Older homes often have air leaks under doors and windows. One way to deal with this rather then replace the door is to use a draft stopper. This is a guide about making a door draft stopper.
I made two draft stoppers from a clean pair of my husband's old worn out jeans by cutting off both legs. I stuffed them full of white rice. I also made two sleeves so they could be thrown into the washer, when they got dirty.
By MCW from Lewiston, NY
With all the frigid weather in the northern parts of the U.S. I thought I'd better get this one online.
I got tired of my draft guard not staying where it belonged, next to the bottom of the door keeping the cold air out. It was either being moved by my cats or being pushed out of the way when I opened the door to leave. It would remain away from the door until it was noticed or I came back home.
I needed something that weighed enough to stay put but also would allow me to open and close with the door. Here's how I solved the problem.
Double the polar fleece and wrap it over the window shade. You can leave the plastic on it or tape it closed if you use an old one. A 2 inch dowel (36 inches long or a 2" x 2" x 36" piece of wood would also work.)
Put the material around the shade and mark or pin it where you would sew your seam.
The velcro is a little tricky. You will want to glue the velcro onto the door, or you could staple or tack it. Put it up an inch from the bottom.
Put the other side of the velcro on the polar fleece. On mine I had the seam on top and pinned the velcro on one side of the fleece near where the seam would be.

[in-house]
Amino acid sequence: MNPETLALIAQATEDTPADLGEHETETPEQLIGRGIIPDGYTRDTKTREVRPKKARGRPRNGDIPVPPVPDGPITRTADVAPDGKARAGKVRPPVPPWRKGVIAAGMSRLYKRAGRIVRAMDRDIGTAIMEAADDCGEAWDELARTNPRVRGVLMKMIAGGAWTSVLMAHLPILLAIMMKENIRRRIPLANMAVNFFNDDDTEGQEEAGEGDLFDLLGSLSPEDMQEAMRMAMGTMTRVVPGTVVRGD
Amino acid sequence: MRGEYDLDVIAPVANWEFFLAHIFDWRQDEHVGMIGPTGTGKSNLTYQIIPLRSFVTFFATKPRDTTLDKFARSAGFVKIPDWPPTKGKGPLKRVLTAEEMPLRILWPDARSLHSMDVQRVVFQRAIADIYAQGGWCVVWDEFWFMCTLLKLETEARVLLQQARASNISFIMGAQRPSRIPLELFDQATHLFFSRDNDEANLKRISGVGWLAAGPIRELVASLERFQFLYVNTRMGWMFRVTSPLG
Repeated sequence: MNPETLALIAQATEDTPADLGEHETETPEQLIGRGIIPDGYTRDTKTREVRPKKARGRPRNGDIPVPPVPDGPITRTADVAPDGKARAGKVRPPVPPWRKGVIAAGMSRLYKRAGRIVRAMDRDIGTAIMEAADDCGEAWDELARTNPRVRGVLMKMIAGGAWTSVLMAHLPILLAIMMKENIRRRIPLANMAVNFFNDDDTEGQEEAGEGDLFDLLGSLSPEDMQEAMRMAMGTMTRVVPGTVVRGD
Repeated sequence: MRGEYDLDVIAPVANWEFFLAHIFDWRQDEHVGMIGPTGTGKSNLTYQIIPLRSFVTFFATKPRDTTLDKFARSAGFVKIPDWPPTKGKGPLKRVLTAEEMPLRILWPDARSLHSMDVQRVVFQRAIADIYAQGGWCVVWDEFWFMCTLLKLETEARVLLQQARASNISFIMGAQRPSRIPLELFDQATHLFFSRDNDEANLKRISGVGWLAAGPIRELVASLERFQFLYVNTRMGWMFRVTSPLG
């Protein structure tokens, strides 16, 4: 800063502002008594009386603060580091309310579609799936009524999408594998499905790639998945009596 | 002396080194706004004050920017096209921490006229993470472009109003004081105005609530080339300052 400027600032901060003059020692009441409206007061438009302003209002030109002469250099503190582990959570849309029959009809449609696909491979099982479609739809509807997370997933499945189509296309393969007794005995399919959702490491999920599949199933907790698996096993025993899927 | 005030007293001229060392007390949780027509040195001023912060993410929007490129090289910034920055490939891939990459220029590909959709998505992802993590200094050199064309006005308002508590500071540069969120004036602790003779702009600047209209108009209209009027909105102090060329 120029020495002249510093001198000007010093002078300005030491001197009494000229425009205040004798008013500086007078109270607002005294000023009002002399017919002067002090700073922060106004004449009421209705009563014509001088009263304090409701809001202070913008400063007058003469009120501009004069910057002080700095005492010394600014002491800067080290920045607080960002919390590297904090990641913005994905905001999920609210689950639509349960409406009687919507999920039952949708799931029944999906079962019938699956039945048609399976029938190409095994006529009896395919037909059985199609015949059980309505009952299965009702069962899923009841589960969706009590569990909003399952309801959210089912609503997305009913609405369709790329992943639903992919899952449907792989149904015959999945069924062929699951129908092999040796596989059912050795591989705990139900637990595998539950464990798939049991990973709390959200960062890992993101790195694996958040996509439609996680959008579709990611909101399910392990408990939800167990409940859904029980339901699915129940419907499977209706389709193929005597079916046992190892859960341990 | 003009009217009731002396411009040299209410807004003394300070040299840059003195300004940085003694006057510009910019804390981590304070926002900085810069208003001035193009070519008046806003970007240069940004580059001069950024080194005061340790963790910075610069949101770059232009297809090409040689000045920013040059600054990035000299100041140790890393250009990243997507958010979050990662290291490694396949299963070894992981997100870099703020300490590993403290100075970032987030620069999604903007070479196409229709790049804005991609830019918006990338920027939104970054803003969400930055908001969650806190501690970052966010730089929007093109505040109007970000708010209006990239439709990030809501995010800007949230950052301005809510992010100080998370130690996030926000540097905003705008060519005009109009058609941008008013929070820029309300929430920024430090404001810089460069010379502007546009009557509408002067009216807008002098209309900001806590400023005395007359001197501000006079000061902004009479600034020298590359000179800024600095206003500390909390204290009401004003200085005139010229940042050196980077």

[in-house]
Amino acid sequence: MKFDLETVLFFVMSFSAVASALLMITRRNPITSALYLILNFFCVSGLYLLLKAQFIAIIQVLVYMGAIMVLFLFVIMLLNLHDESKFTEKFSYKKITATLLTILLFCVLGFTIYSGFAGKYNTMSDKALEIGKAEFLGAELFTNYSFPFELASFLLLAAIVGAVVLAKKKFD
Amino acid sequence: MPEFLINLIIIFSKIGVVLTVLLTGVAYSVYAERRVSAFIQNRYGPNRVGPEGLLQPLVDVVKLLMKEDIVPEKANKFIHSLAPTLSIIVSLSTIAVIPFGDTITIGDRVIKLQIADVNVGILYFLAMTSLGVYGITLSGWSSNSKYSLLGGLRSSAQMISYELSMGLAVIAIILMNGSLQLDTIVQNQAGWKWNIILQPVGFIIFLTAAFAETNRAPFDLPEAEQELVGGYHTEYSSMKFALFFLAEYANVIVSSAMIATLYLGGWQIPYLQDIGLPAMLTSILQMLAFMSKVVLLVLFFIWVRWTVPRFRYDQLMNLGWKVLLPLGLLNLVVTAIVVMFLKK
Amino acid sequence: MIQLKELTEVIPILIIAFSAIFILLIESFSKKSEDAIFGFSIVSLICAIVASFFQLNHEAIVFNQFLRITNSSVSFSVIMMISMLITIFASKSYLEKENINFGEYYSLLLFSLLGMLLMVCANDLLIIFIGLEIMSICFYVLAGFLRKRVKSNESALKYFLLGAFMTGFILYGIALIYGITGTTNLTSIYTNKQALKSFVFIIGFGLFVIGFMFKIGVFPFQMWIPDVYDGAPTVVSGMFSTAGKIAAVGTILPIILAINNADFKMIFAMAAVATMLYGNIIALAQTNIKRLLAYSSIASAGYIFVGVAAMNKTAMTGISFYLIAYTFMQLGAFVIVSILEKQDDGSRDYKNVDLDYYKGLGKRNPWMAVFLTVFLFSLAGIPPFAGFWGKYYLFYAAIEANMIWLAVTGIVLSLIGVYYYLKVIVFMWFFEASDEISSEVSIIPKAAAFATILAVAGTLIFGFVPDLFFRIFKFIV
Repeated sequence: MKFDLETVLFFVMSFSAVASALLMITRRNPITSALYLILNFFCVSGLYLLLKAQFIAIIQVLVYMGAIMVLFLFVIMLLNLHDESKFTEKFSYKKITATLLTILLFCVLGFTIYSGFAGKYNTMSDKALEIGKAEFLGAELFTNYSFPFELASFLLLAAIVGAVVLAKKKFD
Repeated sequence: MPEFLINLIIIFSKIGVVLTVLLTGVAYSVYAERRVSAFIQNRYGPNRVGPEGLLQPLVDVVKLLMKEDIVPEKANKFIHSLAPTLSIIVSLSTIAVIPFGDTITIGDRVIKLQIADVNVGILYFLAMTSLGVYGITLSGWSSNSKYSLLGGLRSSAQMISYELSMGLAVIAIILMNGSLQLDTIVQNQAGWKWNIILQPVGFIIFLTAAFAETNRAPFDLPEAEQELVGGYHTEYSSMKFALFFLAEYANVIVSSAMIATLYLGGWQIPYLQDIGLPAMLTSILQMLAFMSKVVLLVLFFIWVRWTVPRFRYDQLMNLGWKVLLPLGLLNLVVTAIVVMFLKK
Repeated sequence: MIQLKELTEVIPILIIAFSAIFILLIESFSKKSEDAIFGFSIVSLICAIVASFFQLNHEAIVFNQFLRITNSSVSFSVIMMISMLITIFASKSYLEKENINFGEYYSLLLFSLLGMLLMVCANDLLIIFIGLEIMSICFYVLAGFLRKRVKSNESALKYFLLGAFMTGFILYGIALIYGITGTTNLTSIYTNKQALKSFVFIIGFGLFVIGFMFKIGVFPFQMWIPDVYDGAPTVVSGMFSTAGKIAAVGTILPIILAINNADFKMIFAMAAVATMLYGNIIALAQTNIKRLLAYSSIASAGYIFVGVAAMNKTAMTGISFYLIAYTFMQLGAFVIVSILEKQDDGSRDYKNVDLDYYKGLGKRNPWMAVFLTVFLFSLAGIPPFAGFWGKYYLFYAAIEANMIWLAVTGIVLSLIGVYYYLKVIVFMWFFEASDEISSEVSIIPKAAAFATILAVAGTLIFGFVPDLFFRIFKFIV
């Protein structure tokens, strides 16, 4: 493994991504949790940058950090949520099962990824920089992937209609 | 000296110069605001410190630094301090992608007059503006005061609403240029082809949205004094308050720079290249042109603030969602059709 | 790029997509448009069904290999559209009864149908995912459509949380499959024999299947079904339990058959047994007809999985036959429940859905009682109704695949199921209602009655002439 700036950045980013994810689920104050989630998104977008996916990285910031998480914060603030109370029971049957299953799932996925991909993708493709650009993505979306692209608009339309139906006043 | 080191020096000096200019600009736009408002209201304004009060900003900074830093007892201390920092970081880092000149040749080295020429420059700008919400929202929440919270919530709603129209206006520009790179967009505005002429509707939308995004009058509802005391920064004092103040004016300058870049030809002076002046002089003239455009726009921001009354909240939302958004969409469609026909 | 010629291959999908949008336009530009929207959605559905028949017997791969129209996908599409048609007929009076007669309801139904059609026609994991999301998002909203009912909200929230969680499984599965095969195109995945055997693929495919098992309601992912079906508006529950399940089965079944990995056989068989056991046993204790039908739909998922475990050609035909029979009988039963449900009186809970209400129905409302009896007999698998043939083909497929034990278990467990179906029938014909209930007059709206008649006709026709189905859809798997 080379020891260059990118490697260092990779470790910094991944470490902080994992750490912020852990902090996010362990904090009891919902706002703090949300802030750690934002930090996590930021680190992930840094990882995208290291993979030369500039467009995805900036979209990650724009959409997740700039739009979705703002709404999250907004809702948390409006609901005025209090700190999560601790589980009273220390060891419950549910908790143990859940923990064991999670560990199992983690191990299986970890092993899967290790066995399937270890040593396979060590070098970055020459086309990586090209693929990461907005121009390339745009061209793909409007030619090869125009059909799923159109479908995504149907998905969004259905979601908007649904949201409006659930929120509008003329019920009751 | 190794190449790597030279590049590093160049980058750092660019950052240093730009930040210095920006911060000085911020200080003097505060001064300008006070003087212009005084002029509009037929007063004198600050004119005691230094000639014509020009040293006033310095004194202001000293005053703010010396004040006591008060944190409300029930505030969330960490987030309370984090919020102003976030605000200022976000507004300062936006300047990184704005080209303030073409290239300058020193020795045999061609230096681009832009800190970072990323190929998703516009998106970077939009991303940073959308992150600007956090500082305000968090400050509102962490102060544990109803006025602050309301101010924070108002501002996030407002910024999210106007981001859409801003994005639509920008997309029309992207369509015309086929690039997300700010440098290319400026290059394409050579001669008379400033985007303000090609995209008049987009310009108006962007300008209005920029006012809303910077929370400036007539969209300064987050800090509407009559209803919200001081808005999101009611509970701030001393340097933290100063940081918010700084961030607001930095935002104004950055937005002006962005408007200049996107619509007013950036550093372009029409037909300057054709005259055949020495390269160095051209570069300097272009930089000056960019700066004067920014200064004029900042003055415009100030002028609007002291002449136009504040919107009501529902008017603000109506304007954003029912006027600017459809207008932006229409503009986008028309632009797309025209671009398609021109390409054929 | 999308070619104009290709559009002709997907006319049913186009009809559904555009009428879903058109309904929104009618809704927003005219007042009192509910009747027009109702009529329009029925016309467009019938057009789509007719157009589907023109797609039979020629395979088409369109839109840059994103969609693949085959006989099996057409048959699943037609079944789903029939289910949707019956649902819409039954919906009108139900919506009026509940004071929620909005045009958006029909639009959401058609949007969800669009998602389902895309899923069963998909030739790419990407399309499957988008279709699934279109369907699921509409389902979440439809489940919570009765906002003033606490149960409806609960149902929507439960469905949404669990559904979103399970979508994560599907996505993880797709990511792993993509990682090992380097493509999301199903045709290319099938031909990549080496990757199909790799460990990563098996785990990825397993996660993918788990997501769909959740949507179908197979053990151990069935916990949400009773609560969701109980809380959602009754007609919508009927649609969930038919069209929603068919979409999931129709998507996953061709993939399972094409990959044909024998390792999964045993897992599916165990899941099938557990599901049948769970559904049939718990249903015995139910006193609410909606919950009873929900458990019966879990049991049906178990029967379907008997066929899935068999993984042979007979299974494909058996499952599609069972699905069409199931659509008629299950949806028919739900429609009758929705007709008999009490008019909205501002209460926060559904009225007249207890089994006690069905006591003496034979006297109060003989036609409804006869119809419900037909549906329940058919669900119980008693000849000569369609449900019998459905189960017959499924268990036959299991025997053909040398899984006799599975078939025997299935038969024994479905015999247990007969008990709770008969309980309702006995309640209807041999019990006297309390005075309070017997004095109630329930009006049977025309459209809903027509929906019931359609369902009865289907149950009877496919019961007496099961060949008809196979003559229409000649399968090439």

Make sure that the two sides of the velcro will stick to each other when you put the draft guard next to the door.
When you are sure it will work, stitch the velcro on, sew the long seam, either by hand or by machine. Insert the window shade and sew up the ends.
Stick it to the door by matching up the velcro on the door and the velcro on the guard.
I hope I've explained this well enough. We made it last year and other than the cats occasionally pulling it away from the door or someone kicking it so it comes off the velcro, it has worked very well.
Susan from ThriftyFun
How can you make an effective door draft stopper for the sliding patio door?
By Joyce M
We have a problem with air coming in where the two doors join in the middle on our sliding glass door. I made a draft stopper using a hot water pipe insulation tube. I cut it to fit the length of the door track. It's round and stays in the track with no problem. I cut a smaller piece to fit where the door stop is. On that piece I cut the bottom so it will sit flat on the door stop. This stopped all of the draft of cold air coming in from that door.
If it was me, I'd try weatherstripping the whole thing really well with foam tape, then getting insulated curtains.
We all have socks with mates that have disappeared in the big black hole where all socks go. Most people know that these unmatched socks make great dusters and cleaning rags but how about filling one tube sock with clean kitty litter and using it as a Draft stopper at the bottom of your door? One bag of cheap kitty litter costs about 3.00 bucks and can make many of these. These also can be used to block drafts on window sills in older homes as well.
By Debra in Colorado